Monday, May 20, 2013

What's missing from this picture?


At Economist's View Mark Thoma relays a Krugman post celebrating that there's "not a hint" of "runaway deficits" in "the new CBO numbers".

Yeah. Krugman says "there are longer-term issues" to be dealt with, later. But basically he says he was right and the austerity people were wrong about Federal deficits being a problem.

Thoma supports Krugman:

It's a good scam if your goal is to reduce the size and influence of government: implement spending cuts that slow the economy, never mind the unemployed, then call loudly for tax cuts and deregulation to spur economic growth. Repeat as needed.

Note the politics in his remark.

But what does Thoma not say? He does not explain the decline of growth. The other guys do: They want to "reduce the size and influence of government" because big government is bad for growth. Or that's their argument, anyway. At least they have an argument. Thoma doesn't offer one. Liberals don't.

8 comments:

The Arthurian said...

Excessive private debt stands in the way of economic growth. Our goal must be to reduce private debt.

Luke Smith said...

Andrew Jackson paid of the national debt, the only time that ever happened. He did not like debt or the Bank of the United States. Not sure if it helped the economy, or whether it was paid off with 'less government'. /Politics.

paul said...

They have an argument... it's wrong.

Hard to say whether a bad argument is better than none.

But I think I get your point.

"Excessive private debt stands in the way of economic growth. Our goal must be to reduce private debt."

True, we must reduce private debt (of households)...but the loss in spending has to be made up somewhere else.

We must have more public spending.

The Arthurian said...

"...but the loss in spending has to be made up somewhere else."

[lower-case] yeah...

I would prefer to have the Federal Reserve buy up and cancel private debt. Or they could make the payments for people. Whatever. If we didn't have all this debt to pay down, we might just have enough income to spend, to restore some measure of vigor to the economy.

The people who have the argument that is wrong, I think what they object to is expansion of government. And that's a fair argument. We need to come up with an economic solution that does what needs to be done without expanding the government.

"more public spending" is the way we fought the last war. We have to be creative and come up with a different solution this time. In the long run, Keynes is dead.

Juan said...

What's wrong with a little government expansion? Surely we can both do what Art wants (credit reduction) and what Keynes would recommend (government investment in jobs, etc). While stimulating growth by getting rid of debt is a great idea, I think the government still needs to pick some of the investment slack left over from the last decade's broken system, while also helping those who benefit the least from economic growth (the poor, the long term unemployed, etc).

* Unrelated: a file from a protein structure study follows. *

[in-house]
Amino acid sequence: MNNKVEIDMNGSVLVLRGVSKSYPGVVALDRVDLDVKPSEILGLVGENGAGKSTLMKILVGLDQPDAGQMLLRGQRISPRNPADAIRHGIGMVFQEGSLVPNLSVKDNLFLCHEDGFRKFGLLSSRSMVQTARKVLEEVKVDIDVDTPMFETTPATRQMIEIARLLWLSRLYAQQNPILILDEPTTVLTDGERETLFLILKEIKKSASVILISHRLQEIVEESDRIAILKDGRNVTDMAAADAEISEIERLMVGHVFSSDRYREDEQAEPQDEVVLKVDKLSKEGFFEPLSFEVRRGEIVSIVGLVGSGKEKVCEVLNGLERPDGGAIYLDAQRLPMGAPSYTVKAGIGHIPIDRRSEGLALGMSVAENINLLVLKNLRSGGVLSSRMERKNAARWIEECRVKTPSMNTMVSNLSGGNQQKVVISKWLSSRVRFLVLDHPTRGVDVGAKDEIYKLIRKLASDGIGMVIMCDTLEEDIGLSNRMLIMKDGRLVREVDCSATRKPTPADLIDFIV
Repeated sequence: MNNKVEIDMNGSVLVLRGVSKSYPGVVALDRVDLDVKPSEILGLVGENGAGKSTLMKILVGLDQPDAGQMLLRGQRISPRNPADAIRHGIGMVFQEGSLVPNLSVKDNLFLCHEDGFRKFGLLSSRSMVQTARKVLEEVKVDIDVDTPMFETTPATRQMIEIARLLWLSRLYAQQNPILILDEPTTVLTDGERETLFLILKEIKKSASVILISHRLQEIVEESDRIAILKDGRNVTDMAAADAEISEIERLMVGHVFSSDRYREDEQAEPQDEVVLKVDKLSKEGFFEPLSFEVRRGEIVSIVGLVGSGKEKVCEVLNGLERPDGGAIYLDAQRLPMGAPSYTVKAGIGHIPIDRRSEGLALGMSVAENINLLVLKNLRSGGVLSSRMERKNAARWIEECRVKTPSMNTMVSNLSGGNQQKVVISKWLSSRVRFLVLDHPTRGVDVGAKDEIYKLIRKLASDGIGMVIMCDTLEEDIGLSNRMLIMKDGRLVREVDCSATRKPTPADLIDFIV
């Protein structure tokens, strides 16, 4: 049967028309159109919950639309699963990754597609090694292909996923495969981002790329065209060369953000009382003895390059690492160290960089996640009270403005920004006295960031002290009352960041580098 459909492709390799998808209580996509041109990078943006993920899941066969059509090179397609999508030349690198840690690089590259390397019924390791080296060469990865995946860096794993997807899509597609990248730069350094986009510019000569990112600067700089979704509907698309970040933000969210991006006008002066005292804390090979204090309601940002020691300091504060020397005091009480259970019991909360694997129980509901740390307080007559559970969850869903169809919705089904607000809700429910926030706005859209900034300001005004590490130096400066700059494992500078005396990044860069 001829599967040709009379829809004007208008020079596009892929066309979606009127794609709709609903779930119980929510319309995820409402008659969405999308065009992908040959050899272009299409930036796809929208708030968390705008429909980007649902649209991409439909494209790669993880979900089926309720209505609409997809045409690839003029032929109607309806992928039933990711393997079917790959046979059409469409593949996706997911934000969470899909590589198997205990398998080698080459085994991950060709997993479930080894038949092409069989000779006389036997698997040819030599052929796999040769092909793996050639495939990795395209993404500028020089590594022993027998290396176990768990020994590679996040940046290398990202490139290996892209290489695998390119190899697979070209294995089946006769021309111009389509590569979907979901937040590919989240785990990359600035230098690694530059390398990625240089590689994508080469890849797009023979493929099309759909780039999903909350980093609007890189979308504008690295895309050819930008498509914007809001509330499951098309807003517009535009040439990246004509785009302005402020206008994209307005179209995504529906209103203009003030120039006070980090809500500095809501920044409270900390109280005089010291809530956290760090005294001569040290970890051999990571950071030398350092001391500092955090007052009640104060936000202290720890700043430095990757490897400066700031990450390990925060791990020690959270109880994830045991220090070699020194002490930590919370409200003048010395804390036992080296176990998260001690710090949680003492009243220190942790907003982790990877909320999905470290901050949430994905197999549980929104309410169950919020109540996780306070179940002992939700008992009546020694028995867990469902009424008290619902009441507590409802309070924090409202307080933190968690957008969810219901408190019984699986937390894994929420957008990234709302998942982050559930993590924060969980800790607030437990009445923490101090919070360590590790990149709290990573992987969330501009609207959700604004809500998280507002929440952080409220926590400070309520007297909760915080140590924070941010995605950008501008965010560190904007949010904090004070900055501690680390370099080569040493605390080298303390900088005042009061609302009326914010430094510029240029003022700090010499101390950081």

Art has shown the government has actually "grown" below trend when compared to economic growth for the last 40 odd years; restoring the balance a bit seems perfectly fair to me.

As for the "reduce government" crowd, you have to bear in mind that their cost cutting tends to be very selective. They are happy to cut social programs to the bone while redistributing income towards the rich in the form of tax cuts, privatisation, trade deals, etc.

paul said...

"We need to come up with an economic solution that does what needs to be done without expanding the government."

Public investment doesn't necessarily expand the size of government...it expands payments to the private sector.

But we still need more regulation in a lot of areas.

Anyway, most of the "government" the public interacts with is local and state. That's the part we should be concerned with.

Except for a few areas the size of the Federal government is not the right problem to worry about, and there's a big difference between a level of spending and a level of interference.

The Arthurian said...

Oh, I am completely apolitical! Your pro government spending arguments are wasted on me!

I would point out, however, that both Federal spending (as a % of GDP) and Federal deficits (as a % of Federal spending) were at sustained high levels for the 15 years beginning with Reagan. The "more government spending" approach has definitely been tried. The reason it failed to reinvigorate growth is that policy did not prevent the simultaneous expansion of private debt!

FRED: Federal spending as a % of GDP (blue) and Federal deficits as a % of Federal spending (red)

I do think it's funny that the people most opposed to increased government spending are generally the same people who look back most fondly on the Reagan years.

Juan, I remember showing that the trend of economic growth has fallen... and that this makes Federal spending look large by comparison... I don't remember showing that Federal spending is itself below trend. But then, my memory is not very good... :)

Juan said...

Art, you are right about Fed spending, apologies. I think we all take your point on the priority private debt reduction. Thanks for the clarifications.